Ted Stank

Stank had his first experience with supply chain as a surface warfare operations officer in the Navy. There he realized the importance of getting what you need when you need it, especially in remote places.

Supply Chain Management - Faculty

Ted Stank is the Harry J. and Vivienne R. Bruce Chair of Business Excellence and Professor of Supply Chain Management at the Haslam College of Business and serves in both research and teaching capacities in the undergraduate and MBA programs. Stank holds a Ph.D. in Marketing and Distribution from The University of Georgia, an M.A. in Business Administration from Webster University, and a B.S. from the United States Naval Academy.

Stank is also director of the Global Supply Chain Institute, where he seeks out ways to best integrate both academia and industry. He notes that this role of marrying the two fields is a source of passion for his work. Stank seeks to work with industry to generate cutting-edge knowledge in supply chain and help to disseminate that knowledge through teaching and application.

“The foundation of what we do is to generate knowledge through basic research, but it is part of our mission to also determine how to apply that knowledge in practice,” Stank says. “That happens by working actively in our laboratory – helping practitioners apply our knowledge in the business world. We also can apply that knowledge by teaching the next generation of business leaders in our classrooms. I am passionate about this notion, especially for those of us who work at land grant institutions. I strongly believe that our supply chain management program at Haslam is so highly regarded because we take this notion as our foundational belief.”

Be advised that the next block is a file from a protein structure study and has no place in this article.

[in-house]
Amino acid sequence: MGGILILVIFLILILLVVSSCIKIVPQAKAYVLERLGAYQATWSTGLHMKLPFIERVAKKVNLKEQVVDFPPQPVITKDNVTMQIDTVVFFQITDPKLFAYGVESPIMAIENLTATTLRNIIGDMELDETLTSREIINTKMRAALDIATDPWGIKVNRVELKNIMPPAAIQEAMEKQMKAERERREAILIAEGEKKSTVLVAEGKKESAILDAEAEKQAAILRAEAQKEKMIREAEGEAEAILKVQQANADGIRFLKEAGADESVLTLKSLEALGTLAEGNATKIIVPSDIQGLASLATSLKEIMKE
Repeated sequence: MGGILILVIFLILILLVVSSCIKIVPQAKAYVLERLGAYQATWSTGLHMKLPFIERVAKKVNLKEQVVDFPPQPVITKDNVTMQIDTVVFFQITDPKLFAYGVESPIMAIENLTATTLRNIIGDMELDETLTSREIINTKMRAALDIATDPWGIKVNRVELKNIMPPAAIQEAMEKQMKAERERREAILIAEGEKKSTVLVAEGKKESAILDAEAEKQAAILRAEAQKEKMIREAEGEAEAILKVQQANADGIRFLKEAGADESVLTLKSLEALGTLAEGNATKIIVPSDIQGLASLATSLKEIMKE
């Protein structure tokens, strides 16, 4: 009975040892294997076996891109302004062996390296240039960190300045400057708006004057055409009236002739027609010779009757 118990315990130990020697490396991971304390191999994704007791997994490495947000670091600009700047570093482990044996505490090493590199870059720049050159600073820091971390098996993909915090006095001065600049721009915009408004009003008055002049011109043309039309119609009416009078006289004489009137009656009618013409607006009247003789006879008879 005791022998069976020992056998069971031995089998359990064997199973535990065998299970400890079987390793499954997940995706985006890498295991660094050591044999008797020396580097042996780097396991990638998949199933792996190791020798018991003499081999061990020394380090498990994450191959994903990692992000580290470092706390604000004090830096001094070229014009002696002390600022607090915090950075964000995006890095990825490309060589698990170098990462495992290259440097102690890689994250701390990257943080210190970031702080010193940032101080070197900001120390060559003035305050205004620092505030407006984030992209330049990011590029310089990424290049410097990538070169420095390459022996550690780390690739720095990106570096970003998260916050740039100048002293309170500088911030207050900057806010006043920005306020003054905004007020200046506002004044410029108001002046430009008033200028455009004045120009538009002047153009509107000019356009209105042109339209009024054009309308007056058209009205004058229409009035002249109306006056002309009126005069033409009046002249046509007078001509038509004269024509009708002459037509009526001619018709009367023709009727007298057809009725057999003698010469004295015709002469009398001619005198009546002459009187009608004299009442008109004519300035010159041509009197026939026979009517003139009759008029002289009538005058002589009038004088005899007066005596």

Stank had his first experience with supply chain as a surface warfare operations officer in the Navy. There he realized the importance of getting what you need when you need it, especially in remote places.

“When the missile launcher on my destroyer broke down in the Persian Gulf, hostile aircraft were constantly patrolling the waters in which we sailed, and we couldn’t get the part we needed to fix it for many days,” says Stank. “It was very eye-opening. I later worked in industrial sales and realized how important and valuable it was to get my customers what they needed when and where they needed it. We could have the best products in the world, but if my customers couldn’t get it the item, it had no value to them.”

Stank believes that the efficiency that supply chain management brings to the broad economy has much to do with quality of life.

“The ability to hold down consumer prices over the last 20 years has largely been built upon supply chain efficiency,” says Stank. “And the revolution in value creation emerging from omnichannel and last mile delivery is pure supply chain, especially when it happens with free shipping. Ask Amazon and they will tell you that they are an SCM company married to a tech firm.”

Stank credits much of the accessibility of his work to private support from donors and corporate partners.

“We could be pure teachers and instruct four courses a semester, and that is a noble pursuit, but that would leave knowledge generation and application to others. The mission of a research institution like the University of Tennessee is to generate knowledge and determine how to apply it through dissemination. That part of the mission is largely funded by external giving.”